AngularJS: API: ngAnimate


The ngAnimate module provides support for JavaScript, CSS3 transition and CSS3 keyframe animation hooks within existing core and custom directives.


To see animations in action, all that is required is to define the appropriate CSS classes or to register a JavaScript animation via the myModule.animation() function. The directives that support animation automatically are: ngRepeat, ngInclude, ngIf, ngSwitch, ngShow, ngHide, ngView and ngClass. Custom directives can take advantage of animation by using the $animate service.

Below is a more detailed breakdown of the supported animation events provided by pre-existing ng directives:

Directive Supported Animations
ngRepeat enter, leave and move
ngView enter and leave
ngInclude enter and leave
ngSwitch enter and leave
ngIf enter and leave
ngClass add and remove (the CSS class(es) present)
ngShow & ngHide add and remove (the ng-hide class value)
form & ngModel add and remove (dirty, pristine, valid, invalid & all other validations)
ngMessages add and remove (ng-active & ng-inactive)
ngMessage enter and leave

You can find out more information about animations upon visiting each directive page.

Below is an example of how to apply animations to a directive that supports animation hooks:

<style type="text/css">, {
  -webkit-transition:0.5s linear all;
  transition:0.5s linear all;
} { }        /* starting animations for enter */ { } /* terminal animations for enter */ { }        /* starting animations for leave */ { } /* terminal animations for leave */

the animate service will automatically add .ng-enter and .ng-leave to the element
to trigger the CSS transition/animations
<ANY class="slide" ng-include="..."></ANY>

Keep in mind that, by default, if an animation is running, any child elements cannot be animated until the parent element's animation has completed. This blocking feature can be overridden by placing the ng-animate-children attribute on a parent container tag.

<div class="slide-animation" ng-if="on" ng-animate-children>
  <div class="fade-animation" ng-if="on">
    <div class="explode-animation" ng-if="on">

When the on expression value changes and an animation is triggered then each of the elements within will all animate without the block being applied to child elements.

CSS-defined Animations

The animate service will automatically apply two CSS classes to the animated element and these two CSS classes are designed to contain the start and end CSS styling. Both CSS transitions and keyframe animations are supported and can be used to play along with this naming structure.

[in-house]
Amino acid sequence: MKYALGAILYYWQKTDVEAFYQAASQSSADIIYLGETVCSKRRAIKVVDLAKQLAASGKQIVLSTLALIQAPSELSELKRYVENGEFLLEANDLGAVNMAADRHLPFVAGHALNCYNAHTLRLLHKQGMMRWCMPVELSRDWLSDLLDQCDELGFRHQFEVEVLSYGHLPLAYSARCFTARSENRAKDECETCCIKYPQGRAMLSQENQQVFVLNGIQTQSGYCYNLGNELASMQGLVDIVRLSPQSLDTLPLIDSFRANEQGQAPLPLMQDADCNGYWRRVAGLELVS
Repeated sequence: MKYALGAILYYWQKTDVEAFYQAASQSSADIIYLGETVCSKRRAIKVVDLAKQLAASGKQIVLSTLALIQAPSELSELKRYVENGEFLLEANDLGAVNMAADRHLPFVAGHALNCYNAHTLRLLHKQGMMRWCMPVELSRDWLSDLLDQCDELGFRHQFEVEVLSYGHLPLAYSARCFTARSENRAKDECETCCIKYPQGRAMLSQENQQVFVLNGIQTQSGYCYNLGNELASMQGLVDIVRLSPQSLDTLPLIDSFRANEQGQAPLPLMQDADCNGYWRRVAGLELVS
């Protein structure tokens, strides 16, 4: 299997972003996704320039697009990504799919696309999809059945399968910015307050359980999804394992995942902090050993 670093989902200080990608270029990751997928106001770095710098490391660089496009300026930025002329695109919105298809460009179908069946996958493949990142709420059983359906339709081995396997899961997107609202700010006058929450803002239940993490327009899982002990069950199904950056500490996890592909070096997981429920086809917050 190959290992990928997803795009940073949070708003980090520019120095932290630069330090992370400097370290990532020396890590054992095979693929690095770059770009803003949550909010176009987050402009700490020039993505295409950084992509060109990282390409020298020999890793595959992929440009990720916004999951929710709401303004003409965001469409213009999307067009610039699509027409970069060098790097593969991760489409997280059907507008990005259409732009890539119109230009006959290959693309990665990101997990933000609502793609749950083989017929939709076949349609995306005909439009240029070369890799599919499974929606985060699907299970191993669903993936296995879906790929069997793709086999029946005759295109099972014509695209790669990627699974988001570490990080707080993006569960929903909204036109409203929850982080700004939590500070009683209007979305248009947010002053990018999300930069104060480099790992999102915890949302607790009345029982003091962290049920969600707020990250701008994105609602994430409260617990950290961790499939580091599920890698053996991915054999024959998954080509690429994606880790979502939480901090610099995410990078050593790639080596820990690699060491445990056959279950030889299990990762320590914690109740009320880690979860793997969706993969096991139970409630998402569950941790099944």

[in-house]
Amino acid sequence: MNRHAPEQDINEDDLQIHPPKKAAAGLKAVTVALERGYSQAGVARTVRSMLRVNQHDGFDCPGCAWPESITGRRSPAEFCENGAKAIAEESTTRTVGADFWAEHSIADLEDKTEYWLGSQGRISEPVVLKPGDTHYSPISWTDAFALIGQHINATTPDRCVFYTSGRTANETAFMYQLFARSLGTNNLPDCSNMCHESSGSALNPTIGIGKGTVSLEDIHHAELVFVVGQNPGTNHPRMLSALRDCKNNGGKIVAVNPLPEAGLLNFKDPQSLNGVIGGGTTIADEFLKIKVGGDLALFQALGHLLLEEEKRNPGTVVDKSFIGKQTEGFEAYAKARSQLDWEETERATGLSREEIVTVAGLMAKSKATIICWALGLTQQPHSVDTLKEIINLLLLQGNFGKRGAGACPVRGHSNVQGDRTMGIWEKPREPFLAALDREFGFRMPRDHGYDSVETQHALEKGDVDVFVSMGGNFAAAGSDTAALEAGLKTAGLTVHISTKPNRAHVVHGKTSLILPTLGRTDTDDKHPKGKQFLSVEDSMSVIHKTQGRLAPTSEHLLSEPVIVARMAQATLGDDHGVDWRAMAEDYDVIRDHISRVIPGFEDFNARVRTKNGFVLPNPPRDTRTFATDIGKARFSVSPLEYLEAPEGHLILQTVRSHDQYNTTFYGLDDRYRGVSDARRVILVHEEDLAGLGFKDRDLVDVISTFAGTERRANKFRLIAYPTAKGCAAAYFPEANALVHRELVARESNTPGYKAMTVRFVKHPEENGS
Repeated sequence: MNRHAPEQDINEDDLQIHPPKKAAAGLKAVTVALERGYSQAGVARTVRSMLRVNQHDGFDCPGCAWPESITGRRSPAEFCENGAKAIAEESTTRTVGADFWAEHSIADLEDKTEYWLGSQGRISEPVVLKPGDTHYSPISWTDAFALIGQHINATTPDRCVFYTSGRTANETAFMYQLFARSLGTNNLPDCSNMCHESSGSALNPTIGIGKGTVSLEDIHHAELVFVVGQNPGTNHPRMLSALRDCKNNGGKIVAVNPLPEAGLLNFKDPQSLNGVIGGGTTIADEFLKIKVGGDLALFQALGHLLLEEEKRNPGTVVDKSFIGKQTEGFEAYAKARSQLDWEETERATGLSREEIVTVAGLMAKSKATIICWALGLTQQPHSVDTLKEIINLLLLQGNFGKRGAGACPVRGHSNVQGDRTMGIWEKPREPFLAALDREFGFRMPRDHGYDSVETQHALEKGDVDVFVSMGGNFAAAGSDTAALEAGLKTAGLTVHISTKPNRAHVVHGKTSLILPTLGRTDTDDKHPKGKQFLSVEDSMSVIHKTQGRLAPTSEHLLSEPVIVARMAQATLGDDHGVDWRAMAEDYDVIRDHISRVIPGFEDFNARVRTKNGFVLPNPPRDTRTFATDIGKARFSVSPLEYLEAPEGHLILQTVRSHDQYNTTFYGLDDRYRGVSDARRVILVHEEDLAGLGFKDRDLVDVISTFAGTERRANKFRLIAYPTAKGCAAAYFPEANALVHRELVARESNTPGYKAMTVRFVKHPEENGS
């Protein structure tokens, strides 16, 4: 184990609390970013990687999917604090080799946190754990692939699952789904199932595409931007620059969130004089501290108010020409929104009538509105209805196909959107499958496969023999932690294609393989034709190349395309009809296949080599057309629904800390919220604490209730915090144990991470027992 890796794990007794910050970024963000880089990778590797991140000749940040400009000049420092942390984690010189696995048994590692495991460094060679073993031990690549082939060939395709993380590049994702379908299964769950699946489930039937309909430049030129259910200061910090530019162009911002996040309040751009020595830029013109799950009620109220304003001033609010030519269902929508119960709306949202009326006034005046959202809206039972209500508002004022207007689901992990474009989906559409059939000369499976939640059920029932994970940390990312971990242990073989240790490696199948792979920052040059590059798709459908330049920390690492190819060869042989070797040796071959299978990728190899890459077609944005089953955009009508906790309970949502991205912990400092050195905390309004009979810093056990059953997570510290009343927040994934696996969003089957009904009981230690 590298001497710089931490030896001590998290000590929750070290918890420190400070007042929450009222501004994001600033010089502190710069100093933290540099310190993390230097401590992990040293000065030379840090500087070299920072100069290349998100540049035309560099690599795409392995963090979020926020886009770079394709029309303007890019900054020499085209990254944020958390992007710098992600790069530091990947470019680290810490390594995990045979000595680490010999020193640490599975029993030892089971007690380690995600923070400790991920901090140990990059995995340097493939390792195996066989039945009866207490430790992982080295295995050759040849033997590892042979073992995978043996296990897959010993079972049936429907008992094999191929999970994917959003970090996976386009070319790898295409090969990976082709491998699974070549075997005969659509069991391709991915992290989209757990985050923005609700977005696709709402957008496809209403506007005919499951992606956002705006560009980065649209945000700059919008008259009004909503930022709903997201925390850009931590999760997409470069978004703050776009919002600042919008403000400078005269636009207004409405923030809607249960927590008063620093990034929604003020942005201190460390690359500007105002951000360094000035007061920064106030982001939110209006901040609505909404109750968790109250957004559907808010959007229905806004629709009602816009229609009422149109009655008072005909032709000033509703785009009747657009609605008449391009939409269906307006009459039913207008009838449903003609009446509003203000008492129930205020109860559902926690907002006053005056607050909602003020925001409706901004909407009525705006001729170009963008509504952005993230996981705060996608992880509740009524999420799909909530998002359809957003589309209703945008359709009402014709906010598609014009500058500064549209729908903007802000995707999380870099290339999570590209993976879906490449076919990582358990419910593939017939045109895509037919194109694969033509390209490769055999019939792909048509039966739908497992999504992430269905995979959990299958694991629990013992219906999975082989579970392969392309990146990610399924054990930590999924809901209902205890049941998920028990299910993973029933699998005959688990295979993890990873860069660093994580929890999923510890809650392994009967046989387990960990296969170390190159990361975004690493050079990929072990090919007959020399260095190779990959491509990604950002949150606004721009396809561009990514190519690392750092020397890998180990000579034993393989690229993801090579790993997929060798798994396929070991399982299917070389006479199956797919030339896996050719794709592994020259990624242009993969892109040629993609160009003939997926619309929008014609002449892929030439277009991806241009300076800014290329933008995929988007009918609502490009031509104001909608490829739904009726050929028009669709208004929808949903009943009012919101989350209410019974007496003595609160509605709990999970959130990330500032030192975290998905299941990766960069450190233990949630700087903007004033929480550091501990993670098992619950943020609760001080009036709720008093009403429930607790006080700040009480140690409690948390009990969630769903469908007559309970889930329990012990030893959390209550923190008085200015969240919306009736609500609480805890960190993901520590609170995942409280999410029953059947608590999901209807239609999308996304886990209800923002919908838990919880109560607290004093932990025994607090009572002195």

The following code below demonstrates how to perform animations using CSS transitions with Angular:

<style type="text/css">
 The animate class is apart of the element and the ng-enter class
 is attached to the element once the enter animation event is triggered
*/ {
 -webkit-transition: 1s linear all; /* Safari/Chrome */
 transition: 1s linear all; /* All other modern browsers and IE10+ */

 /* The animation preparation code */
 opacity: 0;

 Keep in mind that you want to combine both CSS
 classes together to avoid any CSS-specificity
*/ {
 /* The animation code itself */
 opacity: 1;

<div class="view-container">
  <div ng-view class="reveal-animation"></div>

The following code below demonstrates how to perform animations using CSS animations with Angular:

<style type="text/css"> {
  -webkit-animation: enter_sequence 1s linear; /* Safari/Chrome */
  animation: enter_sequence 1s linear; /* IE10+ and Future Browsers */
@-webkit-keyframes enter_sequence {
  from { opacity:0; }
  to { opacity:1; }
@keyframes enter_sequence {
  from { opacity:0; }
  to { opacity:1; }

<div class="view-container">
  <div ng-view class="reveal-animation"></div>

Both CSS3 animations and transitions can be used together and the animate service will figure out the correct duration and delay timing.

Upon DOM mutation, the event class is added first (something like ng-enter), then the browser prepares itself to add the active class (in this case ng-enter-active) which then triggers the animation. The animation module will automatically detect the CSS code to determine when the animation ends. Once the animation is over then both CSS classes will be removed from the DOM. If a browser does not support CSS transitions or CSS animations then the animation will start and end immediately resulting in a DOM element that is at its final state. This final state is when the DOM element has no CSS transition/animation classes applied to it.